These are unprecedented times. With the breakdown of traditional financial institutions, the wildly fluctuating stock market, the Madoff ponzi scheme and government bailouts, Americans are confused about what to do. Some are in denial, not ready to grasp the problems and potential consequences. Others are angry at what they see as awarding recklessness on Wall Street. Still others are in a panic about what they've lost and the gloomy economic forecast. These are all common emotional reactions to loss. And for Sandwiched Boomers, many of whom are financially responsible for their growing children and aging parents, they’re scared as they watch their dreams of a comfortable retirement disappear.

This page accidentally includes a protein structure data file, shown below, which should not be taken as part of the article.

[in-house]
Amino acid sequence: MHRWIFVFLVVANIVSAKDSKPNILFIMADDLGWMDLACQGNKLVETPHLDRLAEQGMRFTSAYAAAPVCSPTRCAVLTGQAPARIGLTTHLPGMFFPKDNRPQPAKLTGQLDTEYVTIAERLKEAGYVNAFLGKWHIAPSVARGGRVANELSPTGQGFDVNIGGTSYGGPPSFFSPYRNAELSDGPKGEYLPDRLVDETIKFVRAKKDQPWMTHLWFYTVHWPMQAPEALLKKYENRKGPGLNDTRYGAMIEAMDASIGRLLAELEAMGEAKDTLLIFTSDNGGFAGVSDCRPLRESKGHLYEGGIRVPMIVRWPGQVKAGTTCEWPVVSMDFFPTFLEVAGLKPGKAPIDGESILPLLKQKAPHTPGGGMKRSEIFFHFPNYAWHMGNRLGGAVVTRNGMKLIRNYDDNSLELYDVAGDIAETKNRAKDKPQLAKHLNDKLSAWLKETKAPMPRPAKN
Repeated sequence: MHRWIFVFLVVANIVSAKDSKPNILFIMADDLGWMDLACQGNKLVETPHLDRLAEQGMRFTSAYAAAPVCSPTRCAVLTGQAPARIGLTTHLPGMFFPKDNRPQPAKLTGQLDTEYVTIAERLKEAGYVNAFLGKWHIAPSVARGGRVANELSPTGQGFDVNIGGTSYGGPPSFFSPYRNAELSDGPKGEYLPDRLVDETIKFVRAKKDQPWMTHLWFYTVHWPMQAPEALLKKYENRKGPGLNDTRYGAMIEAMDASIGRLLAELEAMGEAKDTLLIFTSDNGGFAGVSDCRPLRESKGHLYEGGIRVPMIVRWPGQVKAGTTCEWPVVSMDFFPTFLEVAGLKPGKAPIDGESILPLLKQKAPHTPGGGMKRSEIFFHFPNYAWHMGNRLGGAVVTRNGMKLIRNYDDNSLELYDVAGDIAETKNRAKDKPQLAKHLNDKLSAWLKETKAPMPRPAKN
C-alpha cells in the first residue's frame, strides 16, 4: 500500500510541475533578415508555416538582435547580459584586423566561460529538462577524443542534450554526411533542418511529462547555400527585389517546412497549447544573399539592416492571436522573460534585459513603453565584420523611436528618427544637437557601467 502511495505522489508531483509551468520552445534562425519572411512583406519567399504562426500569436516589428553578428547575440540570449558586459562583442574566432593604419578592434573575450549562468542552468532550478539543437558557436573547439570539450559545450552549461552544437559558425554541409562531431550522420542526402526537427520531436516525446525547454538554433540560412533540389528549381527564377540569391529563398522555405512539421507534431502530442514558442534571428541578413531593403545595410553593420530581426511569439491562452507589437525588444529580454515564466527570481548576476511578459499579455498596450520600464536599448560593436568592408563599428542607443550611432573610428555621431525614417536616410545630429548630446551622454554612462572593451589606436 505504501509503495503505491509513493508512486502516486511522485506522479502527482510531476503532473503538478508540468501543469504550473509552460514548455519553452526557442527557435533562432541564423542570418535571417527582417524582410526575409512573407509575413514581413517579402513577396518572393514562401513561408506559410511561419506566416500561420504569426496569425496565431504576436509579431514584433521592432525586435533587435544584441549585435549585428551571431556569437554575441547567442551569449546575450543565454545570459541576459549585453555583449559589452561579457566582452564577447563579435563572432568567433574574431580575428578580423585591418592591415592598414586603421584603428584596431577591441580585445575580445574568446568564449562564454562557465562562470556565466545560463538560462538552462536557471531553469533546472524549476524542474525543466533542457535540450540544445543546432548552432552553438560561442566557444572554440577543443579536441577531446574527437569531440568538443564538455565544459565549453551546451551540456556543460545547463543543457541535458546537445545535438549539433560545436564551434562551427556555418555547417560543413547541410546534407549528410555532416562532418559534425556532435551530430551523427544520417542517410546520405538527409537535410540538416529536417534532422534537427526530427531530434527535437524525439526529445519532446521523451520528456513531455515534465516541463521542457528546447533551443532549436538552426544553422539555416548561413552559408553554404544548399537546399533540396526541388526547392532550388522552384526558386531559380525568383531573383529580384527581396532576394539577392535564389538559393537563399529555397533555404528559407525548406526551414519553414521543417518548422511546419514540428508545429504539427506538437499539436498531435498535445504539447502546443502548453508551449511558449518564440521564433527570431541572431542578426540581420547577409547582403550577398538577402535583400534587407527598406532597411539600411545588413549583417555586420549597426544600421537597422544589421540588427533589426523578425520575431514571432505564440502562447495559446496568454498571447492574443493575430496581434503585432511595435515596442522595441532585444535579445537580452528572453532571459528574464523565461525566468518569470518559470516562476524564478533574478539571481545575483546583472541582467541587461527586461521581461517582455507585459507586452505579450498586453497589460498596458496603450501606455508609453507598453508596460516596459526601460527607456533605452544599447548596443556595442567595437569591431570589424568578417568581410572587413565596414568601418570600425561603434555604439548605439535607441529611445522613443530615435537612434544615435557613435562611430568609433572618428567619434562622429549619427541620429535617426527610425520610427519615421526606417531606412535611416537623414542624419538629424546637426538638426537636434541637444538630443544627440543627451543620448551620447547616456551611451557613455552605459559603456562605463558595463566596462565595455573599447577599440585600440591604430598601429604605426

Medical care companies report that mental heath calls due to financial pressure have increased over 100% in the past several months. Early signs of distress - sadness, irritability, lack of motivation and changes in sleeping or eating patterns - can be subtle and easily missed in a busy family. However, as the economic turmoil continues, there can be a snowball effect.
If you're spending time with your family over the holidays, notice how they're feeling emotionally. Talk together about what's going on. We'll be focusing this week on healthy strategies that will help you keep a positive attitude in these tough times.